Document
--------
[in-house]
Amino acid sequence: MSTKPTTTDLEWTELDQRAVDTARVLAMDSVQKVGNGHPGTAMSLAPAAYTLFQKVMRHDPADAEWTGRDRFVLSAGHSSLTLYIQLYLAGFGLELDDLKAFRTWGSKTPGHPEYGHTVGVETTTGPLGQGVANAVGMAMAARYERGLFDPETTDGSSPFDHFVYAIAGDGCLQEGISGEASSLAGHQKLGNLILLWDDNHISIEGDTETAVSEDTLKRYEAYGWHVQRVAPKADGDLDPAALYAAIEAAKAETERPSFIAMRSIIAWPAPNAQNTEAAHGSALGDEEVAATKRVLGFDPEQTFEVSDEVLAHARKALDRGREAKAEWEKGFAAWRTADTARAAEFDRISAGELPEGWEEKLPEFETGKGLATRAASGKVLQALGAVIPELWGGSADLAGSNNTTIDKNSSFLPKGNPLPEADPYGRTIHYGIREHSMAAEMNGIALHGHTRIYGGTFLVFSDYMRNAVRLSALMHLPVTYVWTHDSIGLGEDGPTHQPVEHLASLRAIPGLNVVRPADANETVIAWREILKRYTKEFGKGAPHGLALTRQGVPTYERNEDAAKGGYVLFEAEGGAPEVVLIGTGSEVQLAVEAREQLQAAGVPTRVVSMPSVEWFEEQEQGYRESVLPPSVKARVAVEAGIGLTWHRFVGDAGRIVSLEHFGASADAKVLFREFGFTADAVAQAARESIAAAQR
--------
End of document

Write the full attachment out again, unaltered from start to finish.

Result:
[in-house]
Amino acid sequence: MSTKPTTTDLEWTELDQRAVDTARVLAMDSVQKVGNGHPGTAMSLAPAAYTLFQKVMRHDPADAEWTGRDRFVLSAGHSSLTLYIQLYLAGFGLELDDLKAFRTWGSKTPGHPEYGHTVGVETTTGPLGQGVANAVGMAMAARYERGLFDPETTDGSSPFDHFVYAIAGDGCLQEGISGEASSLAGHQKLGNLILLWDDNHISIEGDTETAVSEDTLKRYEAYGWHVQRVAPKADGDLDPAALYAAIEAAKAETERPSFIAMRSIIAWPAPNAQNTEAAHGSALGDEEVAATKRVLGFDPEQTFEVSDEVLAHARKALDRGREAKAEWEKGFAAWRTADTARAAEFDRISAGELPEGWEEKLPEFETGKGLATRAASGKVLQALGAVIPELWGGSADLAGSNNTTIDKNSSFLPKGNPLPEADPYGRTIHYGIREHSMAAEMNGIALHGHTRIYGGTFLVFSDYMRNAVRLSALMHLPVTYVWTHDSIGLGEDGPTHQPVEHLASLRAIPGLNVVRPADANETVIAWREILKRYTKEFGKGAPHGLALTRQGVPTYERNEDAAKGGYVLFEAEGGAPEVVLIGTGSEVQLAVEAREQLQAAGVPTRVVSMPSVEWFEEQEQGYRESVLPPSVKARVAVEAGIGLTWHRFVGDAGRIVSLEHFGASADAKVLFREFGFTADAVAQAARESIAAAQR